Newspaper article The Canadian Press

Muskrat Falls Report Recommends Soil Removal from Megaproject's Reservoir

Newspaper article The Canadian Press

Muskrat Falls Report Recommends Soil Removal from Megaproject's Reservoir

Article excerpt

Muskrat Falls report recommends soil removal


ST. JOHN'S, N.L. - A new report is recommending the capping of wetlands and removal of soil to reduce the buildup of toxic methylmercury in the reservoir for the Muskrat Falls hydroelectric project in central Labrador.

The Independent Expert Advisory Committee, appointed by the province after protests at the construction site, is recommending a number of initiatives aimed at limiting a spike of methylmercury in wild food sources, such as fish and seals.

Methylmercury is formed as vegetation rots underwater, and the reservoir for the Muskrat Falls dam would require flooding 41 square kilometres.

The neurotoxin is linked to cardiovascular and immune problems and hyperactivity in children. However, the health risks depend on who eats tainted foods and how often. When pregnant women, nursing mothers and young children eat too much contaminated seafood, there's an increased risk of nervous system problems in the developing child.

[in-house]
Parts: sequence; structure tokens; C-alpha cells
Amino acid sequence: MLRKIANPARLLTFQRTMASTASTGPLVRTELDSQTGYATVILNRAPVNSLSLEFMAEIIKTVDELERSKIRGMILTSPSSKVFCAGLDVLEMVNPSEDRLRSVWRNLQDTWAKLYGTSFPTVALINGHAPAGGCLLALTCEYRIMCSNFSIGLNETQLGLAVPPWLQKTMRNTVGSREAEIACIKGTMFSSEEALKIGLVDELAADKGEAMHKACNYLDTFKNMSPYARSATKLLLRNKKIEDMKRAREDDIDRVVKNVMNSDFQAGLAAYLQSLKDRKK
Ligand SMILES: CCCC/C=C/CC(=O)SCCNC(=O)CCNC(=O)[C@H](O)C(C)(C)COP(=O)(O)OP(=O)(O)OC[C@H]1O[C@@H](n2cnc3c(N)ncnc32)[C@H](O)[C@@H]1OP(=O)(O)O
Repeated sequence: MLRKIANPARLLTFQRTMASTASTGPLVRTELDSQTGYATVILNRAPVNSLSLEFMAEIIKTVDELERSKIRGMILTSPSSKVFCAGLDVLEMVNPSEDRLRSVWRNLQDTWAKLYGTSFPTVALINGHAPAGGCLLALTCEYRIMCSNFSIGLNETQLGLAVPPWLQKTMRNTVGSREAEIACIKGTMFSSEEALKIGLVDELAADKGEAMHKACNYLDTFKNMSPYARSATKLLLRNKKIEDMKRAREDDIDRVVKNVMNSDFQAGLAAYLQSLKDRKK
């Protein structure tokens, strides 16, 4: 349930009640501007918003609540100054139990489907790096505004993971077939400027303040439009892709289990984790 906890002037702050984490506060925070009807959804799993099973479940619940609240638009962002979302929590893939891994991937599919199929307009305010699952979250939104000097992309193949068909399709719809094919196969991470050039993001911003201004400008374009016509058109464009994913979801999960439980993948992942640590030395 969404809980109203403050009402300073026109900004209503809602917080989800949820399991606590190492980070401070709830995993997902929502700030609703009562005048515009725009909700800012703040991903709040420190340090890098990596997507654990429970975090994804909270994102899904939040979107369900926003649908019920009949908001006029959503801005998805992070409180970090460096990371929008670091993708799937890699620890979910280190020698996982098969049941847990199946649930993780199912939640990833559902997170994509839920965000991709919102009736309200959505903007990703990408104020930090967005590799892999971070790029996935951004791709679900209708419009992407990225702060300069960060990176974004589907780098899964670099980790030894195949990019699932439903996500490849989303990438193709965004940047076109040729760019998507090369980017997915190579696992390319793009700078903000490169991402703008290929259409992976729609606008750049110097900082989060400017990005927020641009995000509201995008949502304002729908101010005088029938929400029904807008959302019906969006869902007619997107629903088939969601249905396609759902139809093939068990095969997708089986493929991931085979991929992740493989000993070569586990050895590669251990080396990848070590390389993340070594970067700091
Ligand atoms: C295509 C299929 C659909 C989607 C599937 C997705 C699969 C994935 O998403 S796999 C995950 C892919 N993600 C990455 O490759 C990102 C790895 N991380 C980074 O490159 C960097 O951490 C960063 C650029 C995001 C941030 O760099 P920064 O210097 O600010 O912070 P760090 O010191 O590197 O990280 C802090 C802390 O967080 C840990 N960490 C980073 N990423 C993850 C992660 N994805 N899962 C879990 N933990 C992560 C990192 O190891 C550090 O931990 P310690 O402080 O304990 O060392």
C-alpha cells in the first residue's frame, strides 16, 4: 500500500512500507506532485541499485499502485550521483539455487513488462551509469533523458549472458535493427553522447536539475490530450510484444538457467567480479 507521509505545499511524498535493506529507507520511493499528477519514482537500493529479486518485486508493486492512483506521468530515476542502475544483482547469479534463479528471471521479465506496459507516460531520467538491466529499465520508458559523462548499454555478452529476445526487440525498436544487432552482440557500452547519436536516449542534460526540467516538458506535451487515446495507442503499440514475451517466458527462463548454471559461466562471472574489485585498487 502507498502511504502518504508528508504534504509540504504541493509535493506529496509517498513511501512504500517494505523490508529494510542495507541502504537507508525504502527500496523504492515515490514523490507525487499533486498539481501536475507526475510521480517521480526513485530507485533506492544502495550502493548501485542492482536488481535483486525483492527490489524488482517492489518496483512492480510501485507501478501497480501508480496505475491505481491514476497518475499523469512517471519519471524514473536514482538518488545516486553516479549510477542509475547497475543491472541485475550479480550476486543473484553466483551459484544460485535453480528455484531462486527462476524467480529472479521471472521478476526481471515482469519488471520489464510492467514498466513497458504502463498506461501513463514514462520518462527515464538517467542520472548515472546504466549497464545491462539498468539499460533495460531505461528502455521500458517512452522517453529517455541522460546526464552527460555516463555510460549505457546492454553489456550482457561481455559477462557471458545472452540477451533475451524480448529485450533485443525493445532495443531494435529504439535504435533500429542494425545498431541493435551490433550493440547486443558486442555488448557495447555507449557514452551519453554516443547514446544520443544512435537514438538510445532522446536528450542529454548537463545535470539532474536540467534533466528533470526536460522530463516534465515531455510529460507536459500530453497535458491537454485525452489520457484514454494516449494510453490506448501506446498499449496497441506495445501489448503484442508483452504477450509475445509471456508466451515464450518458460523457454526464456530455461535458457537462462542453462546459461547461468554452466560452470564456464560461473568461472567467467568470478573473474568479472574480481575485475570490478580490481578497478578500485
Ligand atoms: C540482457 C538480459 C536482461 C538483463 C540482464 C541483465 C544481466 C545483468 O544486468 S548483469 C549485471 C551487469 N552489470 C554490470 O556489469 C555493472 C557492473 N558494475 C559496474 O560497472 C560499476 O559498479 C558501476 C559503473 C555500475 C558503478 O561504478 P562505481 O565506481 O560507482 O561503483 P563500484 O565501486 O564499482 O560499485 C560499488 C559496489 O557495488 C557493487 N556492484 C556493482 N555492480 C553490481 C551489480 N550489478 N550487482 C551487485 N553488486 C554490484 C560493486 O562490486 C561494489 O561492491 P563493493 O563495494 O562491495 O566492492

A Harvard University study released in 2016 said methylmercury concentrations in locally caught fish, birds and seals -- which nearby Inuit populations use as food sources -- will likely increase up to 10-fold once the lower Churchill River is dammed.

Carl McLean, deputy minister of Lands and Natural Resources, wrote in the report that the potential impacts and risks in not implementing additional mitigation measures such as soil removal are too high.

"Following the direction of the terms of reference, we must do everything we can to protect the health of the Indigenous and local population through mitigation efforts to minimize impacts from methylmercury before the reservoir is inundated," he wrote. "Once inundated, no additional mitigation measures for methylmercury can take place."

But support for the committee's recommendations, which have been forwarded to provincial Environment Minister Eddie Joyce, was not unanimous. …

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